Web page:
By Maria Gardner
Bus service could be ending in January for students living within two miles of several Hays CISD campuses as the district updates its hazardous routes list.
The update, which was approved at the Aug. 31 board of trustee meeting, would affect an estimated 1,470 students who live within two miles of Fuentes Elementary, Barton and Wallace Middle School and both of the district’s high schools.
Tim Savoy, Hays CISD public information officer, said those students wouldn’t be eligible for bus service as new sidewalks are planned for FM 2770, FM 150 and Rebel Road, and Goforth Road.
With the installation of sidewalks expected to be complete by the end of the fall semester, those routes would no longer be deemed as “hazardous” under the Texas Education Code (TEC), Savoy said. Crossing guards will be on hand at the campuses to assist students.
Under the TEC, districts can receive up to 10 percent of additional funding for bus service for students who live within two miles of a campus on routes categorized as hazardous.
“Anything under two miles, we do not get reimbursed from the state. Our board policy says that we will not operate any routes that we do not get state money from,” said Carter Scherff, Hays CISD chief operations officer, at an Aug. 21 board meeting.
Scherff said with the elimination of some bus routes, the district would have less than 10 percent of funding allocated to hazardous routes, which puts them in compliance with the state.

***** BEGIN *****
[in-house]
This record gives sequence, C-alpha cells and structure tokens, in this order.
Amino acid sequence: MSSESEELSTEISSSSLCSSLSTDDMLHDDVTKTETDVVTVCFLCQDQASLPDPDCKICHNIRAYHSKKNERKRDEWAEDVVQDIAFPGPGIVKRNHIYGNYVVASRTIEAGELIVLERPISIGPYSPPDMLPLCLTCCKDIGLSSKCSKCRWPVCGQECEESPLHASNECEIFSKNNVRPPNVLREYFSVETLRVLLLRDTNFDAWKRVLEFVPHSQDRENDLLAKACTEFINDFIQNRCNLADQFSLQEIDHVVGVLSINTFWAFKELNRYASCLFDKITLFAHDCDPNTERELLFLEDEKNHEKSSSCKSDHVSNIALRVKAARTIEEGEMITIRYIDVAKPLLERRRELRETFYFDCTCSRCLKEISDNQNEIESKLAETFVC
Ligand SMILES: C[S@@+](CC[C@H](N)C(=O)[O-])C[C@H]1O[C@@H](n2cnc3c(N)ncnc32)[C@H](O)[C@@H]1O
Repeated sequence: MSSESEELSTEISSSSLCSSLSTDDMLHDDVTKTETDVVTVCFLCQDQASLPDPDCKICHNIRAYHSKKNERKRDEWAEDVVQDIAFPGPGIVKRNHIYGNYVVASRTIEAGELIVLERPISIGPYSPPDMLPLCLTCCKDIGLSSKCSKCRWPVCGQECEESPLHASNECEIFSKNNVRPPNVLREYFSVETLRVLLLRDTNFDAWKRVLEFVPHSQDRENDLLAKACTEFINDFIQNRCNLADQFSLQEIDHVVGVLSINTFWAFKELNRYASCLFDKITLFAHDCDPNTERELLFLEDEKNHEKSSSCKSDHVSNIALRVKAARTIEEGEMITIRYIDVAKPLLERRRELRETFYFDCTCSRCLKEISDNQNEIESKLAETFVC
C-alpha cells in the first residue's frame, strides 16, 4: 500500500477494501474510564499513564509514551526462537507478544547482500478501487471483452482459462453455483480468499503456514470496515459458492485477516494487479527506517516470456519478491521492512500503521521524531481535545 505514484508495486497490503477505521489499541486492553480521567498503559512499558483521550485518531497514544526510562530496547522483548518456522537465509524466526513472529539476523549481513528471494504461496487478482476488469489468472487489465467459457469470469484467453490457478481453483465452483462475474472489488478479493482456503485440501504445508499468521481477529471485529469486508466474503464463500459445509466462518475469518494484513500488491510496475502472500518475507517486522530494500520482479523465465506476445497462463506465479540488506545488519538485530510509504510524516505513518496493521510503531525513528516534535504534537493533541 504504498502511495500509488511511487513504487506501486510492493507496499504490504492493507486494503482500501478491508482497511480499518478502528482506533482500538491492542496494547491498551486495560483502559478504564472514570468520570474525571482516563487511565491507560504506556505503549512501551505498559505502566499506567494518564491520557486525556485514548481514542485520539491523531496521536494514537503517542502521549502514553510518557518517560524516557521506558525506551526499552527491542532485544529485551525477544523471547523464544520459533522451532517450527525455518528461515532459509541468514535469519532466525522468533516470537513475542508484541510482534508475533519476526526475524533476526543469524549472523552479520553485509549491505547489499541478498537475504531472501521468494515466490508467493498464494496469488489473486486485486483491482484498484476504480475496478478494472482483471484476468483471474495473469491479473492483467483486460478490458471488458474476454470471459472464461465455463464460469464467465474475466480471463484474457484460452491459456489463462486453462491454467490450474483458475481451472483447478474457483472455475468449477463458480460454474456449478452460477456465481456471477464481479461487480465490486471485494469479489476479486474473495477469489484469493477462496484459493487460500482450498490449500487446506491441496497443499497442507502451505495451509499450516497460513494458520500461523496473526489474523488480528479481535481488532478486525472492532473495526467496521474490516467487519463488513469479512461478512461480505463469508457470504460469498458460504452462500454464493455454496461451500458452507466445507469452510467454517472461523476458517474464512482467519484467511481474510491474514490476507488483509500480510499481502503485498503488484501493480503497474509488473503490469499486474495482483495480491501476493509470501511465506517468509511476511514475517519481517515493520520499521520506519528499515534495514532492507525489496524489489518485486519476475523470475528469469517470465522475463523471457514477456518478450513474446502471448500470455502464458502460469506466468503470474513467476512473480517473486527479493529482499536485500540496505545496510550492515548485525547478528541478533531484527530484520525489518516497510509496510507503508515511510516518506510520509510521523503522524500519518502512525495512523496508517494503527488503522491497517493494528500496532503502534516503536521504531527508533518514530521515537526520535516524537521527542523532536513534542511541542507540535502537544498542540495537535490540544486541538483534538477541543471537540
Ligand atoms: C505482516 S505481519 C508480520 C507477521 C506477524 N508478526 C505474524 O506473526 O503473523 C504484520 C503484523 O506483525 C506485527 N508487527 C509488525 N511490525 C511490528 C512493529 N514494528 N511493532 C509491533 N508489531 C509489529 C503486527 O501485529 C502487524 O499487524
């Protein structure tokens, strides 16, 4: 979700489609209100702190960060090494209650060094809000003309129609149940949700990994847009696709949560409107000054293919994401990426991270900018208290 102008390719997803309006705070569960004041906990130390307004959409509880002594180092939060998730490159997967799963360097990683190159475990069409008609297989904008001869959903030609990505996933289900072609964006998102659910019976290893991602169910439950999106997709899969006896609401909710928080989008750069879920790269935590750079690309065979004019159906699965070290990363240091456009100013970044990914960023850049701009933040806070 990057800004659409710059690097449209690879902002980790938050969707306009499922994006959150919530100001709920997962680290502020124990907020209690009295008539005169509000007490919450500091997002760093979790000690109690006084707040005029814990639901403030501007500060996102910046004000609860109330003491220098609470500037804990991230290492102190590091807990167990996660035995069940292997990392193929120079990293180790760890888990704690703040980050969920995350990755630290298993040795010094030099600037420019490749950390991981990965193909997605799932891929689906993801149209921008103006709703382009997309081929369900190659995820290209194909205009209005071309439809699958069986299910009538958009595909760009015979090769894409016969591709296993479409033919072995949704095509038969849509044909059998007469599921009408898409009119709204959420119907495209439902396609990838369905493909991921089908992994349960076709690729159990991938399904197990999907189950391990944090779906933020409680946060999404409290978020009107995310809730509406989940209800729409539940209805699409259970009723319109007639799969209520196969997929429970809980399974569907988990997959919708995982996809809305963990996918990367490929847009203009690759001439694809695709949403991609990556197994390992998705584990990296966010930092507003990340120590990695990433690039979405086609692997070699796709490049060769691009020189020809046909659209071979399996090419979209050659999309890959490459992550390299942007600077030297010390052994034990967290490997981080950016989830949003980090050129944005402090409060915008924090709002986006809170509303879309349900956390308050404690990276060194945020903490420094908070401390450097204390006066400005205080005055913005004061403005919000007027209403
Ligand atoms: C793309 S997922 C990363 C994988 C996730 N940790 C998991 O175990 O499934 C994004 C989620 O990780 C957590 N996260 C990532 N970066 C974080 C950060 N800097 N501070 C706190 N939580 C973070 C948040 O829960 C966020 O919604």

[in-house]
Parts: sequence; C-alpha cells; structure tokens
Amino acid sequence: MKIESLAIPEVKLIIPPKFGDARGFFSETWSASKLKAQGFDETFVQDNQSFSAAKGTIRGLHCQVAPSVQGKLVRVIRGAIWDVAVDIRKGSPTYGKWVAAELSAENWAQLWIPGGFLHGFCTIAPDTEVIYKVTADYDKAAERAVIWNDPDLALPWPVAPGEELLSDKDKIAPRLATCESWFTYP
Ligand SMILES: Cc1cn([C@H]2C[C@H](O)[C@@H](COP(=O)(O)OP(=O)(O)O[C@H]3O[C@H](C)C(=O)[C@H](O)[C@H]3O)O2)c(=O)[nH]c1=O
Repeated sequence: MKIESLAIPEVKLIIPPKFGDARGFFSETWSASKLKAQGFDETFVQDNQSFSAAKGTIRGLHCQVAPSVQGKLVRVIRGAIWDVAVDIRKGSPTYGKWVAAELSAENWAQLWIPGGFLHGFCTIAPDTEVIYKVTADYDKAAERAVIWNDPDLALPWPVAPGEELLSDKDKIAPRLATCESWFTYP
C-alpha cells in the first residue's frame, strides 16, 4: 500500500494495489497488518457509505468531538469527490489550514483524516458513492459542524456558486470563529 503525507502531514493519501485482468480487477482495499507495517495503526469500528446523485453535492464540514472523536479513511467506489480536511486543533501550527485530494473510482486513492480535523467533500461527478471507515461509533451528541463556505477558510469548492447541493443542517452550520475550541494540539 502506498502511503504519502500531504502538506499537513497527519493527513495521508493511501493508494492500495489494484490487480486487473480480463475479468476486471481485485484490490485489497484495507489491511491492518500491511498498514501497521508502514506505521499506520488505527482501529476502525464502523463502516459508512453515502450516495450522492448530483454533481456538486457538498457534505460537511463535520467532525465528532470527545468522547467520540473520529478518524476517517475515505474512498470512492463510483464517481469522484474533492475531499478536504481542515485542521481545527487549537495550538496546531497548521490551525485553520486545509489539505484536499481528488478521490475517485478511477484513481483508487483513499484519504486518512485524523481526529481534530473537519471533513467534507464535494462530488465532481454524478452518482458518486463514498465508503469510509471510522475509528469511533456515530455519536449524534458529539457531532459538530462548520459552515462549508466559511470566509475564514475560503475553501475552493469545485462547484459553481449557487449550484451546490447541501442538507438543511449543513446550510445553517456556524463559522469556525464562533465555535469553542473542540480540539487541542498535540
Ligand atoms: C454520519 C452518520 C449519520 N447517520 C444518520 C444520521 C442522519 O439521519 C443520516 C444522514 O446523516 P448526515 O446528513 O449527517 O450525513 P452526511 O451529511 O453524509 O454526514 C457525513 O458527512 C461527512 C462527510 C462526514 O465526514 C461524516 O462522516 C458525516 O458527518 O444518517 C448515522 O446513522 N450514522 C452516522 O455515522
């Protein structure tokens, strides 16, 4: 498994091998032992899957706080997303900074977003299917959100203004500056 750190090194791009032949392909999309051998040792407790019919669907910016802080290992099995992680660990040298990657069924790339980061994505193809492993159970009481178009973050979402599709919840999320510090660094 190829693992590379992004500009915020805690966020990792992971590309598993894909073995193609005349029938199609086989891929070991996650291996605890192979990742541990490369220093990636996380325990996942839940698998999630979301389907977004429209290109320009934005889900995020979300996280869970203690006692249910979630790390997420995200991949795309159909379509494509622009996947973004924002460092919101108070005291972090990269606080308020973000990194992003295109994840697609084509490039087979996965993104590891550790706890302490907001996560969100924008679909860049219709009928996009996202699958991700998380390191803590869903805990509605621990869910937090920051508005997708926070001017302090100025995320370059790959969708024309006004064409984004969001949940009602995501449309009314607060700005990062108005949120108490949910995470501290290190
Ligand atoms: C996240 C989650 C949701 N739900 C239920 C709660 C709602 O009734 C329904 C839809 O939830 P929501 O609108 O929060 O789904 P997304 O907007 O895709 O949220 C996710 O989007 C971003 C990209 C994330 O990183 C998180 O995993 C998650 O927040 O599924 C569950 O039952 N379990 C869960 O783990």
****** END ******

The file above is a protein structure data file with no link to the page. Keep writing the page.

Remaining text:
However, a handful of parents voiced concerns at the August 31 board meeting about students walking to school without supervision.
Esperanza Orozco, District 5 board trustee, said residents of the Plum Creek subdivision are concerned about sidewalks that flood in heavy rains.
Scherff said he’s requested a meeting with Kyle’s city engineer to discuss possible solutions for sidewalks that are prone to flooding.
Students who use FM 2770 near Kohler’s Crossing as their route will have to be trained on the safest place to cross, Scherff said.
Scherff said he would request school resource officers (SROs) be posted in the morning near Kohler’s Crossing to ensure students’ safety.
Board trustees said it was important the district communicate any potential changes to parents and the community at-large. The district plans to notify affected parents in the coming weeks and again near the end of the semester in December.
Savoy said this was a hard decision for the district and encourages people to voice their concern to officials at board meetings.
Some board trustees expressed concerns about the shortage in crossing guards and whether a change in pay could help to attract people to the position.
Vanessa Petrea, Hays CISD at-large trustee, said parents would need to get involved in filling gaps usually filled by crossing guards.
“It’s going to take the whole community kind of getting together to make it work,” Petrea said.